Due to their invasiveness in North America, grass (Ctenopharyngodon idella), bighead (Hypophthalmichthys nobilis), and silver carp (Hypophthalmichthys molitrix) are management priorities. Comparing electrophysiological responses to olfactory cues, such as amino acids, could help identify stimuli to facilitate management efforts (i.e., repellants or baits). We assessed olfactory response magnitude to individual amino acids between fish species and amino acids using electro-olfactogram recording techniques (EOG). We measured EOG responses (peak EOG magnitude) of juvenile grass (n = 21), bighead (n = 21), and silver carp (n = 22) to 10−4 molar amino acid solutions containing one of L-alanine, L-arginine, L-aspartic acid, L-asparagine, L-glutamine, or L-glutamic acid. Amino acid EOG responses differed across species; grass carp had the greatest mean EOG response. Statistical analyses showed no inter- or intra-specific differences in EOG response among amino acids. The greater EOG response of grass carp matched their selective grazing habits compared to more passive, generalist-tending, filter-feeding bighead and silver carp. All amino acids elicited significant EOG responses in all species, meaning they are candidates for future behavioral research. Such research could explore the management potential of amino acids, testing if amino acids are attractants or deterrents that could facilitate the removal of these fish by congregating and/or directing movement.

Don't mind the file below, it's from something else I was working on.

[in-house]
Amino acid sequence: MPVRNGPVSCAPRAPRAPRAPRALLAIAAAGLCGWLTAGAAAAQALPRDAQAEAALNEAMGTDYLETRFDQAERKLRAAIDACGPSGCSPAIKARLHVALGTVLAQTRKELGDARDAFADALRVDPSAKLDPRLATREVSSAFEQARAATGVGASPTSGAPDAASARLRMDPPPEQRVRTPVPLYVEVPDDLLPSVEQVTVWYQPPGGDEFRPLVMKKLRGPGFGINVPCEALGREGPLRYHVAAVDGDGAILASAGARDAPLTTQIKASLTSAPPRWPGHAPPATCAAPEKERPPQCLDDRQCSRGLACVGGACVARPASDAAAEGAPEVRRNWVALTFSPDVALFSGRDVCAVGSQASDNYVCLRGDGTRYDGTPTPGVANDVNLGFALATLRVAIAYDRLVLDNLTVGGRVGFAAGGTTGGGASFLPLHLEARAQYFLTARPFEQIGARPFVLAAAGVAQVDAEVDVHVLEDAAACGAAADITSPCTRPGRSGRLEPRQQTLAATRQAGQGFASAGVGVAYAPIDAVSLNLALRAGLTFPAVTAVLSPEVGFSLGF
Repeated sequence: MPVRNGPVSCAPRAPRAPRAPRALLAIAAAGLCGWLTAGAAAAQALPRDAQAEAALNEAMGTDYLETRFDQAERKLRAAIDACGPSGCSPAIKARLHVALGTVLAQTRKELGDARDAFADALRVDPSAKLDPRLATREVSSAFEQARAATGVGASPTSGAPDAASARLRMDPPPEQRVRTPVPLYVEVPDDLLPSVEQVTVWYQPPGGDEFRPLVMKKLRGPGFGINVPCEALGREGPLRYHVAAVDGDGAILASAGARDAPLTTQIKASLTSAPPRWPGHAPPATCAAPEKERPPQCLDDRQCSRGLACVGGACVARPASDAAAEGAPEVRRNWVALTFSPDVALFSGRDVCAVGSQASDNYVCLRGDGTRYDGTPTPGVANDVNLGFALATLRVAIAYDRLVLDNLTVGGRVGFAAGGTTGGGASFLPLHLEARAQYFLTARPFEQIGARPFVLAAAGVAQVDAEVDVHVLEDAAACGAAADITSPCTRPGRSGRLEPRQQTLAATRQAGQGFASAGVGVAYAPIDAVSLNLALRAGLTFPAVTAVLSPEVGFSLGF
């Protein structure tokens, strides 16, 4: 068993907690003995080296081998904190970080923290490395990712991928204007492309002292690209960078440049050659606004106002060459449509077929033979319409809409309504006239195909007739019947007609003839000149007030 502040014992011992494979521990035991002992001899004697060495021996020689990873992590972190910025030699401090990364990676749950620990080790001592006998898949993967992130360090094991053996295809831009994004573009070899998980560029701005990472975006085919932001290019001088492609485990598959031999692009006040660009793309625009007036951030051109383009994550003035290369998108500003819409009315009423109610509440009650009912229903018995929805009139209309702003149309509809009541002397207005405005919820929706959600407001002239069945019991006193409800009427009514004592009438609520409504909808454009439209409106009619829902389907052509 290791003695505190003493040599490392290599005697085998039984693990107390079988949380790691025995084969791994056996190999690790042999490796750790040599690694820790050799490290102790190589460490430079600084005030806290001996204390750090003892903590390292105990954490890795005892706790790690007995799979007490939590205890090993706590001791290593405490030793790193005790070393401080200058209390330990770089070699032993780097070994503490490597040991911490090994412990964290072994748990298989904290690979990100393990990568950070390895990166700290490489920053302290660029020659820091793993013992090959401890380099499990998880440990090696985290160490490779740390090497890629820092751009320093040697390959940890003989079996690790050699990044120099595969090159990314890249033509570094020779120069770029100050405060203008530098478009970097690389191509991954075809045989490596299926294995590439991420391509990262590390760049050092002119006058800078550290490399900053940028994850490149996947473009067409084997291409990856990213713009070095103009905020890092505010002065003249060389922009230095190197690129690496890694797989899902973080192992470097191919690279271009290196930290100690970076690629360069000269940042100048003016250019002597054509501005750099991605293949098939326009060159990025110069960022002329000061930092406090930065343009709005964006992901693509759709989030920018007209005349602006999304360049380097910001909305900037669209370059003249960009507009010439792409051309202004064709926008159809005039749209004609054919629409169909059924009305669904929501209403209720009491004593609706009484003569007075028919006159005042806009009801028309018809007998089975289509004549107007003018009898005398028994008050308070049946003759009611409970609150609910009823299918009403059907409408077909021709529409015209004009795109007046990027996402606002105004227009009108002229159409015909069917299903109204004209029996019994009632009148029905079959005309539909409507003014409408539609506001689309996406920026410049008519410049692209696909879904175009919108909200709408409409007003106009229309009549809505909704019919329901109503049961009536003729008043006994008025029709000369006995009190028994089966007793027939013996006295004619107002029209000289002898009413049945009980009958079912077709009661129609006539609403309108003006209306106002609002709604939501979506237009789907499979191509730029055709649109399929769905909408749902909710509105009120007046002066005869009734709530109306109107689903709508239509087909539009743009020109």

|Title||Herbivorous grass carp (Ctenopharyngodon idella) exhibit greater olfactory response to amino acids than filter-feeding bighead (Hypophthalmichthysnobilis) and silver carp (Hypophthalmichthys molitrix)|
|Authors||Mark L. Wildhaber, Benjamin M West, Karlie K Ditter, Alex S. Peterson, Robin Calfee, Zachary D Beaman|
|Publication Subtype||Journal Article|
|Record Source||USGS Publications Warehouse|
|USGS Organization||Columbia Environmental Research Center|